I had gone out
To fetch water from the well, by the trees,
And I was in the presence of another sky.
Gone the constellations of a moment ago,
Three-fourths of the firmament was void,
The blackest black held sway there alone,
But to the left, above the horizon,
In among the tops of the oak trees,
Was a cluster of reddish glowing stars
A fire, from which even smoke rose.
I went back inside
And I re-opened the book on the table.
Page after page—
It was just indecipherable signs,
Clumps of senseless forms
Although vaguely recurrent
And underneath, an abyssal white
As if what we call the spirit fell there, soundlessly,
I turned the pages.
Many years earlier,
In a train at daybreak
Between Princeton Junction and Newark,
That is, two chance places for me,
Two arrows fallen in the middle of nowhere,
The travelers were reading, silent
In the snow that swept the grey glass,
In a newspaper open not far from me,
A big photograph of Baudelaire,
A whole page
The way the sky pours itself out at the end of the world
To allow the disorder of words.
I set this dream beside this memory
When I went walking, first of all a whole autumn
In the woods where soon it was snow
That prevailed, in many of those signs
One receives, contradictorily,
From the world devastated by language.
The conflict of two principles was ending,
It seemed to me, two lights mingled,
The lips of the wound were closing.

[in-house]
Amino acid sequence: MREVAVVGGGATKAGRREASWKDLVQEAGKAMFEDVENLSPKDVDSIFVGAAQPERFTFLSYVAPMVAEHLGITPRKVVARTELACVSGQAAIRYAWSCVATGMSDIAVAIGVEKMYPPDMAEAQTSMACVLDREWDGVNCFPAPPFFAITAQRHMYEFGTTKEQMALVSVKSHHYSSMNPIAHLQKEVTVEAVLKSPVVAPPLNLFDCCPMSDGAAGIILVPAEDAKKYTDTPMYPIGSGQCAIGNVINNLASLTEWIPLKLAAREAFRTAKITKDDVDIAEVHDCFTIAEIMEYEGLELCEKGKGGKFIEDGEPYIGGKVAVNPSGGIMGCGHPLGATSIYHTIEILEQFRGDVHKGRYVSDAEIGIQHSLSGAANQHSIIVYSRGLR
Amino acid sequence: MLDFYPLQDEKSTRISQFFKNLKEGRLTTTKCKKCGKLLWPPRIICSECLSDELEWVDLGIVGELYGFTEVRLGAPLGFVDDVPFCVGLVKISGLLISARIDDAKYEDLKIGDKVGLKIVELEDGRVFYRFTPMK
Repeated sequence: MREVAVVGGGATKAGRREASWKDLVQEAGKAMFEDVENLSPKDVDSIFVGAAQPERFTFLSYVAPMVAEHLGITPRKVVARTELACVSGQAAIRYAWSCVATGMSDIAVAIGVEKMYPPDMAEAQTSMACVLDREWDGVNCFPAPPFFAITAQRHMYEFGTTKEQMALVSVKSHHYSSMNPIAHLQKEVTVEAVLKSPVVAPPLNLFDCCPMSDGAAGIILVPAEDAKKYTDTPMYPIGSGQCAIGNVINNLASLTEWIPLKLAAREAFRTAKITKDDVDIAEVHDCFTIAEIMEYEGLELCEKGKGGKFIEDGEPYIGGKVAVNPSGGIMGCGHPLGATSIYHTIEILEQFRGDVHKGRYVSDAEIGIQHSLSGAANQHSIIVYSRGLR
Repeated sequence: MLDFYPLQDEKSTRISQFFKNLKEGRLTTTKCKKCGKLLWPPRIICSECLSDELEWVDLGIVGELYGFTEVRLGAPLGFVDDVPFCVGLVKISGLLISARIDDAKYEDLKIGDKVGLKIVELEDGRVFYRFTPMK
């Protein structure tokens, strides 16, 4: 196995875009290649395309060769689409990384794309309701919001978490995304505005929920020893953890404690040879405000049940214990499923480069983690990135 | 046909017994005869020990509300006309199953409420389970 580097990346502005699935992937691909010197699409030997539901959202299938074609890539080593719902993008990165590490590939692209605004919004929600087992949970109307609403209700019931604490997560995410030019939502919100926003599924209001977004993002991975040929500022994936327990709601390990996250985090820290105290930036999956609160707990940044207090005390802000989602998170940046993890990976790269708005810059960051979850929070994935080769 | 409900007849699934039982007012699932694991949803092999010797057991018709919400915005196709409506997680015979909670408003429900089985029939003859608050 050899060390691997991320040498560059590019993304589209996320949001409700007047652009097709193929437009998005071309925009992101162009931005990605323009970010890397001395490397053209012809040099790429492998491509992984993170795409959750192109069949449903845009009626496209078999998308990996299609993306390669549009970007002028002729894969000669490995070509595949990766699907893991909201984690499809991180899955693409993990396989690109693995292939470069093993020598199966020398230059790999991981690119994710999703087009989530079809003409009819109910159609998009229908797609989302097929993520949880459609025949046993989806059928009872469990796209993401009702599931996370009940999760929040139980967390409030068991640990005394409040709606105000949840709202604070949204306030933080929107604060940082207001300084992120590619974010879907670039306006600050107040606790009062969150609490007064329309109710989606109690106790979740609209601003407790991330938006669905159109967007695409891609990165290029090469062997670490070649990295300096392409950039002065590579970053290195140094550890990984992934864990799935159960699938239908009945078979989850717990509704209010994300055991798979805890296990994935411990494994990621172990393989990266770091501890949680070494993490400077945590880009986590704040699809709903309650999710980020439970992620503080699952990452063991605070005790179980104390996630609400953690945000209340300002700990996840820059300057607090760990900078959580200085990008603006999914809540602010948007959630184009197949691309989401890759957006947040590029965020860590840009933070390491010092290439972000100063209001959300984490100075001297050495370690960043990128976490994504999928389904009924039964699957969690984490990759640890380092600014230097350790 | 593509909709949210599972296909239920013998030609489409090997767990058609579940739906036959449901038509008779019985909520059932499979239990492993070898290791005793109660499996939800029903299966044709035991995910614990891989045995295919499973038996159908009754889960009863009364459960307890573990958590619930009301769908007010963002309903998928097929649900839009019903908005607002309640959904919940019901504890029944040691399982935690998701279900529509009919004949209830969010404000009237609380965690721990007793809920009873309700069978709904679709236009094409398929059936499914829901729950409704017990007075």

The white mass of cold fell in flurries
Over the color, but a roof far-off, a board
Painted, remained upright against a gate,
This was color still, and mysterious
Like someone who might come out of the sepulcher and, laugh:
“No, don’t touch me,” he’d tell the world.
I really owe a lot to Hopkins Forest,
I keep it on my horizon, that part of it
Where the visible becomes invisible
In the trembling of the blue distances,
I listen to it, through the noise, and sometimes even,
In summer, scuffing the dead leaves
From other years, bright in the shade
Of oaks too thick among the stones,
I stop, I believe that this ground opens up
To the infinite, that these leaves fall there
Without haste, or maybe rise again, the high, the low
No longer existing, nor the noise, except for the light
Whispering of the flakes which soon
Increase in number, come together, join
—and then I see again the whole other sky,
For a moment I enter the big snow.